Spain holidays may be back on for Britons, with quarantine now axed for double jabbed travellers returning to the UK from the country. However, data from Test and Trace shows that approximately one in 35 of those entering the UK from Spain test positive for coronavirus within one week of arrival.
New data from the European Centre for Disease Prevention and Control (ECDC) show cases surging across the country.
According to its weekly update, the majority of the nation is categorised as “dark red”, with the agency warning it is “unsafe” to visit these regions.
One of the only changes is for the region of Murcia, which has changed from dark red to red.
Based on data, dark red areas are places where the 14-day cumulative COVID-19 case notification rate is 500 or more.
As of August 12, 2021, Spain’s 14-day case rate per 100,000 of the population sits at 603.63.
This equates to 285,716 new cases of the virus.
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In July, 2.9 percent of the more than 70,000 travellers entering England from Spain tested positive for Covid.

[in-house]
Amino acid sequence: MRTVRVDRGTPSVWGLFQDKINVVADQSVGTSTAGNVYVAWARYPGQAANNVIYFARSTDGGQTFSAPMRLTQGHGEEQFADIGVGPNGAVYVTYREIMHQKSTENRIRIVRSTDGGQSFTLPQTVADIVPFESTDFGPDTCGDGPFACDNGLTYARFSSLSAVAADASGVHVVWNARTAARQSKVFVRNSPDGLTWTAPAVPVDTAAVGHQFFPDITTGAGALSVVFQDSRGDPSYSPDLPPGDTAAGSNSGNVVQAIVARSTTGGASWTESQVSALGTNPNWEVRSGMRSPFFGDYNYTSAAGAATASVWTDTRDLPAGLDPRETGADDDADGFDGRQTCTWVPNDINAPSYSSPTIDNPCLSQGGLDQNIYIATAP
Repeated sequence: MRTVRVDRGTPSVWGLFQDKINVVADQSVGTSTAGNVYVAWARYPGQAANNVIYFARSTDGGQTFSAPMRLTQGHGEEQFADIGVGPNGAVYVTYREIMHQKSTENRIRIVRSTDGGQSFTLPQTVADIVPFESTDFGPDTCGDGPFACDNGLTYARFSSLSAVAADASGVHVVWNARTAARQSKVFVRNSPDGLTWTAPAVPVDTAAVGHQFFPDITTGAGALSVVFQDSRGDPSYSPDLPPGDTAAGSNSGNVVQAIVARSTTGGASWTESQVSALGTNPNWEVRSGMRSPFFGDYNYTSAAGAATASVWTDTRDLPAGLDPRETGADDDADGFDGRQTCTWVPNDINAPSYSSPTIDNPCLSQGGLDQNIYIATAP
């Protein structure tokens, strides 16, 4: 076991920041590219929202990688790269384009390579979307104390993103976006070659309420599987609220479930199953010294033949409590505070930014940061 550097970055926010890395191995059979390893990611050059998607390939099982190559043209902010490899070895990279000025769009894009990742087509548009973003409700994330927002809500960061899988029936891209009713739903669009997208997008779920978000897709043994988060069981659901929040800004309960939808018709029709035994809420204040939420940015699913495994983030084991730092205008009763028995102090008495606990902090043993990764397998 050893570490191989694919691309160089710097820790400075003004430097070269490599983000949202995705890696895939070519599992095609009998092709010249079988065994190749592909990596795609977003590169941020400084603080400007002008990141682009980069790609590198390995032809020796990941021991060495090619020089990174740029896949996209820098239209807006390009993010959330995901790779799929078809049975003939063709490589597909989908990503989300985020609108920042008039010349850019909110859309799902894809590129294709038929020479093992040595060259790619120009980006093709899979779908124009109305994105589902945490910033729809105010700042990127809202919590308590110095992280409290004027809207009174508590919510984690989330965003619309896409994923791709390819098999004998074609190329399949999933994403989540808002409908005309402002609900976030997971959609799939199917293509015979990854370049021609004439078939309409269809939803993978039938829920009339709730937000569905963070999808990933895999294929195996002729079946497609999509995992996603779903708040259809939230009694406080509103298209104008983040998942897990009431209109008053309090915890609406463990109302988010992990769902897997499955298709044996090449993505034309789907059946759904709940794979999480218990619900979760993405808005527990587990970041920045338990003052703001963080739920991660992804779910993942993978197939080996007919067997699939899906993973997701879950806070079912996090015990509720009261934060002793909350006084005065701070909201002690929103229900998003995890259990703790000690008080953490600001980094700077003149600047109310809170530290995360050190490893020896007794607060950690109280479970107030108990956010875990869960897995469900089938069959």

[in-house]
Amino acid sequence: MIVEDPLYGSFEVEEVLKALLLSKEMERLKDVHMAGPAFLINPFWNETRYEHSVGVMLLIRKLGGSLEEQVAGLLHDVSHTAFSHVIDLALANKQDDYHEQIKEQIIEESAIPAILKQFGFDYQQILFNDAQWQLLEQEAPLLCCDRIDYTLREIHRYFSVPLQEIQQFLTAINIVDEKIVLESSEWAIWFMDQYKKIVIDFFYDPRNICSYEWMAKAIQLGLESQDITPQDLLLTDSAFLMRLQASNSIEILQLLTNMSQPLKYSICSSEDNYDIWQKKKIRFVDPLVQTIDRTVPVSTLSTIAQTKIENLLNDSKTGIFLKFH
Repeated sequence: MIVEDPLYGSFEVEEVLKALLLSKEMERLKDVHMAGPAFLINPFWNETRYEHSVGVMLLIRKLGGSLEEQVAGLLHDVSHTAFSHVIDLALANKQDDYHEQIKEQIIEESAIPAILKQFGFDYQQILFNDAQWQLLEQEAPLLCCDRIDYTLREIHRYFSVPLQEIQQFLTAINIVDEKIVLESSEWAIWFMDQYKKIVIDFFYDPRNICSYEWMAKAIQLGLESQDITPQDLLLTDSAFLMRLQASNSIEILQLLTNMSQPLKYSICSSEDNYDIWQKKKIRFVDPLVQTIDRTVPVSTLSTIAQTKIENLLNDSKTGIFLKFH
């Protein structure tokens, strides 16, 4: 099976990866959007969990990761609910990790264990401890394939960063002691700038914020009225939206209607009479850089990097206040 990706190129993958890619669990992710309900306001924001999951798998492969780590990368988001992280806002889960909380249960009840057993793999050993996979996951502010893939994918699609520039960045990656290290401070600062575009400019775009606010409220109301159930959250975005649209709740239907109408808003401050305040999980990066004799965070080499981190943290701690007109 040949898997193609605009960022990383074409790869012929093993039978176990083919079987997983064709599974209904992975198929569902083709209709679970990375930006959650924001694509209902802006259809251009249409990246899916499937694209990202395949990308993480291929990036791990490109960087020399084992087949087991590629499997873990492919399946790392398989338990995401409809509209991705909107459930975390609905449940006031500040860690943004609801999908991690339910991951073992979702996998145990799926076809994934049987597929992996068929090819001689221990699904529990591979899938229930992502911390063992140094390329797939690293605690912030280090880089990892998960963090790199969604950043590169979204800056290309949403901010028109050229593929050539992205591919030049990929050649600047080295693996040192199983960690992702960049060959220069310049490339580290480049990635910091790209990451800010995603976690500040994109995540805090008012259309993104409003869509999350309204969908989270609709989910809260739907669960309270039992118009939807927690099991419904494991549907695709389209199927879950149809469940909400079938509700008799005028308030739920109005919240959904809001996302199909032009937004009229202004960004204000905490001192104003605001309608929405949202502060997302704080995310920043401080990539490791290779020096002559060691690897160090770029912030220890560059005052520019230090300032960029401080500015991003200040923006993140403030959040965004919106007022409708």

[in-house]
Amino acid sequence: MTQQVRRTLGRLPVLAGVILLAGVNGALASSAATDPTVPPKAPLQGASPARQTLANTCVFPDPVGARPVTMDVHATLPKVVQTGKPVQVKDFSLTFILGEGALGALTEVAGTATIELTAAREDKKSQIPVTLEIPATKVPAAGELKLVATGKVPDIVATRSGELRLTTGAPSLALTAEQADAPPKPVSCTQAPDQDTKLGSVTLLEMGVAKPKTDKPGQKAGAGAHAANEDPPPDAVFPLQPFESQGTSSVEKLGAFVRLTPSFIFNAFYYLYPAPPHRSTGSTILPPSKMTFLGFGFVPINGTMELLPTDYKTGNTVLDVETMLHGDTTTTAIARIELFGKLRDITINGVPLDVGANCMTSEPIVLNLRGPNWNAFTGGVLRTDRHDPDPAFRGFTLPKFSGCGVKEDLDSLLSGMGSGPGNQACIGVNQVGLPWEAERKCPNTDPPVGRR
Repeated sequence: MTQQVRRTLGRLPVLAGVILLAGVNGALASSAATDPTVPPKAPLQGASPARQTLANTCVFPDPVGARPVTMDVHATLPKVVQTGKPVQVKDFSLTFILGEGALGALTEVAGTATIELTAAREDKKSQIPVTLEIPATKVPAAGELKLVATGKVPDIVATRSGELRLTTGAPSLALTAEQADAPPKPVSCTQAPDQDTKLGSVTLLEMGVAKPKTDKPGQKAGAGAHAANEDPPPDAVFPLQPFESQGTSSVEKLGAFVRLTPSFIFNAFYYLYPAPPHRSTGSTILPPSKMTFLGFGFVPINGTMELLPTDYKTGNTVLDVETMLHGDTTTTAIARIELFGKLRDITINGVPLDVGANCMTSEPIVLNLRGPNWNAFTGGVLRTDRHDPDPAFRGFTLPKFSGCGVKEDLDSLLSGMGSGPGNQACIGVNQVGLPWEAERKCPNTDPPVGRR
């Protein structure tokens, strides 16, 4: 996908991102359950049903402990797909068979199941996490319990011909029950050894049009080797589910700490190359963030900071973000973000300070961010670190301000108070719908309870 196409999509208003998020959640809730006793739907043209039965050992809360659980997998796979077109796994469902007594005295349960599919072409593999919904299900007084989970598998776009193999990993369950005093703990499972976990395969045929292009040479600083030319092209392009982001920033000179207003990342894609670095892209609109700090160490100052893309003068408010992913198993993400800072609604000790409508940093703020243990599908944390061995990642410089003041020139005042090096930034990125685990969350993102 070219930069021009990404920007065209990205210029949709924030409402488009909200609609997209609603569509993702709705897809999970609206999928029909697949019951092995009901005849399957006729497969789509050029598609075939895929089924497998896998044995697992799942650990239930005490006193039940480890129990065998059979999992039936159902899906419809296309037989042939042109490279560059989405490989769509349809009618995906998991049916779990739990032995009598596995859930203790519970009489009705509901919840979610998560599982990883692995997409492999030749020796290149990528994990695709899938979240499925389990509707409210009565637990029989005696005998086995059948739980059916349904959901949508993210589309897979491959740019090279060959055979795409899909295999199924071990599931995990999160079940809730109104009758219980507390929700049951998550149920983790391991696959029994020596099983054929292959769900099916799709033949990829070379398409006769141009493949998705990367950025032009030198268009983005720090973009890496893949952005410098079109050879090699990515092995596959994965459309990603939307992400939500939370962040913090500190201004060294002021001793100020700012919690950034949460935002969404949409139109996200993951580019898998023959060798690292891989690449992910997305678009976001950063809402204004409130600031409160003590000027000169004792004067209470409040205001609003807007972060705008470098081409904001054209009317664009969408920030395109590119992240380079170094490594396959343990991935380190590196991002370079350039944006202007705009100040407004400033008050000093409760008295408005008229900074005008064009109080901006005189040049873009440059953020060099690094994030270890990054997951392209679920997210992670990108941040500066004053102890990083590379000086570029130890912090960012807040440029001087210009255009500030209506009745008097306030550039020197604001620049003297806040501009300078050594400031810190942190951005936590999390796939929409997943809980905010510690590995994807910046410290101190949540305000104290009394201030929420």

This was an increase from 0.9 percent in June, based on Test and Trace data.
It is not clear whether Spain will be moved from the amber list to the amber plus list or red list at the next review, which is anticipated on August 25, 2021.
Travel expert Paul Charles believes Spain, and its Balearic Islands in particular, will remain on the amber list “for a while longer”.
“I hope the Prime Minster can be taken at his word when he talks about rolling the regulations back for good and not bringing them back so I hope for now we are going to see the regulations disappear rather than come back.”
Britons who do plan to jet off to Spain are warned that travel restrictions can change rapidly.
On its travel advice page, the Foreign, Commonwealth and Development Office (FCDO) explains regional restrictions can be “introduced at short notice”, therefore Britons are advised to stay up-to-date with the local authorities in their destination.
“If you test positive for COVID-19, you may need to stay where you are until you test negative. You may also need to seek treatment there,” it adds.
“Plan ahead and make sure you can access money, understand what your insurance will cover and can make arrangements to extend your stay and be away for longer than planned.”